The Use of Near-Infrared Remote Sensing in the Detection of Clandestine Human Remains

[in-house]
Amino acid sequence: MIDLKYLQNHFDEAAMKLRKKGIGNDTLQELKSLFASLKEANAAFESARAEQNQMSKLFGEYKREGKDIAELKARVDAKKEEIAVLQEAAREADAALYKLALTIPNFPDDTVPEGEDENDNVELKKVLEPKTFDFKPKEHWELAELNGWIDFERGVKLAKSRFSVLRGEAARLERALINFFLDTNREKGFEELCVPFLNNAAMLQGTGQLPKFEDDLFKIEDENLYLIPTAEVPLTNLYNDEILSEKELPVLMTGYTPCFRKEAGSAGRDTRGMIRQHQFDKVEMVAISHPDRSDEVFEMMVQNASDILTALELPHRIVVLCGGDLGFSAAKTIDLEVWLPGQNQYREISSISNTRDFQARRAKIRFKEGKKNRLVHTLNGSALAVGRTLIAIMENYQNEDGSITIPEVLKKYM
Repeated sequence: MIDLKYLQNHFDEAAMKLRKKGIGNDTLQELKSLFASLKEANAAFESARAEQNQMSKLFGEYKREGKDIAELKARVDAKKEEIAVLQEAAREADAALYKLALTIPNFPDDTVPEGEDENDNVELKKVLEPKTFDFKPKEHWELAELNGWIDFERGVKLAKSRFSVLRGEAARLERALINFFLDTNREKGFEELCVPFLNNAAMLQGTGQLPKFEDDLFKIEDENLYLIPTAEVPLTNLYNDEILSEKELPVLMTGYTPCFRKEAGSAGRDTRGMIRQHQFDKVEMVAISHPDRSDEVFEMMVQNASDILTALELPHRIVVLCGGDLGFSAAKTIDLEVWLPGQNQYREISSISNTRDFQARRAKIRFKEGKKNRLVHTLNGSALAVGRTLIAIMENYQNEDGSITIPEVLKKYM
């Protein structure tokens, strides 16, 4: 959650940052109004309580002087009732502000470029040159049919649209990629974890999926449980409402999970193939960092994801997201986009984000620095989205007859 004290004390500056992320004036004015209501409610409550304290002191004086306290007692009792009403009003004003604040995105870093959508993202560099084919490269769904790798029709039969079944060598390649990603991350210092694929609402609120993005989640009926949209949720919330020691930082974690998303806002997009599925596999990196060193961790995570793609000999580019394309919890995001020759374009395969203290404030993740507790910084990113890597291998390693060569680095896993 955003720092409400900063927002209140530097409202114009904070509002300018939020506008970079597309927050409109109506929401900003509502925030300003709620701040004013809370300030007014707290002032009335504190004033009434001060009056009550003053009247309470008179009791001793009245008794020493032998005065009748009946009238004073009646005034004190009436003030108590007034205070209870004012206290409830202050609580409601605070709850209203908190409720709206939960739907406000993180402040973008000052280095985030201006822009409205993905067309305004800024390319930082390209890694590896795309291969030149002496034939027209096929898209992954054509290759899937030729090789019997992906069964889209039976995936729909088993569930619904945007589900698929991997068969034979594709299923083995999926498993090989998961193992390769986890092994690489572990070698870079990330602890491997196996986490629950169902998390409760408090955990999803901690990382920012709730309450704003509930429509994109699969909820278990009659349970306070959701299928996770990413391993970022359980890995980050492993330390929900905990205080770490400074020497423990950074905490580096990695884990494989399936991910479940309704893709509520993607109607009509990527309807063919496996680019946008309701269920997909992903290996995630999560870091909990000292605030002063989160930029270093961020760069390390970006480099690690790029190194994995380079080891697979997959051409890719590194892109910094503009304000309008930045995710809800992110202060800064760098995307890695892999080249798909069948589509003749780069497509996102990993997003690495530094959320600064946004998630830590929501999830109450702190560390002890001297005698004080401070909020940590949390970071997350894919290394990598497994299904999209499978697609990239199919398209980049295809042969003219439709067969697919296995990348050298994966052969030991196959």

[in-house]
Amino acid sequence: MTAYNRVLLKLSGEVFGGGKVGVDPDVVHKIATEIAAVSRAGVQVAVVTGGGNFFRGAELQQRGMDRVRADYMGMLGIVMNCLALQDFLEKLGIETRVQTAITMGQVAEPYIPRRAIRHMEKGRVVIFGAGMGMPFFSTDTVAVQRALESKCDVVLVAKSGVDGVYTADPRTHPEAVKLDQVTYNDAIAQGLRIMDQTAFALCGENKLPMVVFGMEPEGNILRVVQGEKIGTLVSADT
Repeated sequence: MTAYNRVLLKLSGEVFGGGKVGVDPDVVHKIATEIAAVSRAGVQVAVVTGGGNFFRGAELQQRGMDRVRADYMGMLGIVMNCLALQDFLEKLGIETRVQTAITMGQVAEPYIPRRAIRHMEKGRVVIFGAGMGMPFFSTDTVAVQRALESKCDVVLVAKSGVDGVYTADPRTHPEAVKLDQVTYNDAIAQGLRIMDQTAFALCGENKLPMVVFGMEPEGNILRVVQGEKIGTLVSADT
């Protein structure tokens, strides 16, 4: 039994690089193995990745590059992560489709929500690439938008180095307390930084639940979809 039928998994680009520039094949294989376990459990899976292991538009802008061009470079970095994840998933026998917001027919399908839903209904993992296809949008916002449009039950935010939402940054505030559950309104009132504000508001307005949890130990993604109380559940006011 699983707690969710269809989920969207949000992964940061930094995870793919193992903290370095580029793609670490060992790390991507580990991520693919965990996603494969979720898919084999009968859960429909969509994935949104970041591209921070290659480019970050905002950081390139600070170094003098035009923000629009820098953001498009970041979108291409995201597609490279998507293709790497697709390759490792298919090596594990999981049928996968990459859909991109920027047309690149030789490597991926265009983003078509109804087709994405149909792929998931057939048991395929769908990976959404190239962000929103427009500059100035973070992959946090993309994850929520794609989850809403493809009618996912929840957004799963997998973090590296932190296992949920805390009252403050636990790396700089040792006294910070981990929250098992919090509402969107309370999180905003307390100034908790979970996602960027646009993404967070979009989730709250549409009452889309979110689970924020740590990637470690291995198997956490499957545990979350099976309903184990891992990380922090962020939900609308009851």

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Most commonly, searches for clandestine remains have utilized time-consuming methods such as line searches that require the support of many individuals to scour a typically large area. While these methods do yield results, they take time to execute, and in certain places may actually prove dangerous for the participants. Many additional methods have been tested and utilized in the recovery of human remains, including the use of metal detectors, aerial photography, and ground-penetrating radar, which can be time consuming and expensive. Only in recent years has the use of near-infrared imagery been experimented with as a means of uncovering clandestine graves and surface remains. As human remains decompose, a large amount of organic matter enters into the surrounding soil, forming a cadaver decomposition island (CDI). Because soils that are organically rich have a different reflectance signature than nearby unaffected soils when viewed with near-infrared (NIR) imaging, it is likely that by using NIR photography and drone technology, clandestine remains may be recovered more quickly and more efficiently than has previously been possible. Because NIR photographs can be obtained using small, remotely controlled aircraft or aerial drones, large areas can be surveyed for clandestine remains remotely, thereby minimizing the need to involve a substantial group of people in the search. In so doing, potentially dangerous locations can be searched without great risk, disturbances to forensically significant sites will be minimized, and the area that personnel must search will be reduced and more precisely understood. The present study explores the utility and longevity of near-infrared cameras mounted to Unmanned Aerial Systems (UAS) in the detection of clandestine human remains deposited on the surface. Aerial NIR photographs and soil samples were compiled from 104 identifiable CDIs (i.e., the fertile soil area below and surrounding a decomposing cadaver) at the Forensic Anthropology Research Facility at Texas State University in San Marcos, Texas. Results indicate that CDIs have a unique NIR spectra signature that can be successfully utilized to find clandestine remains.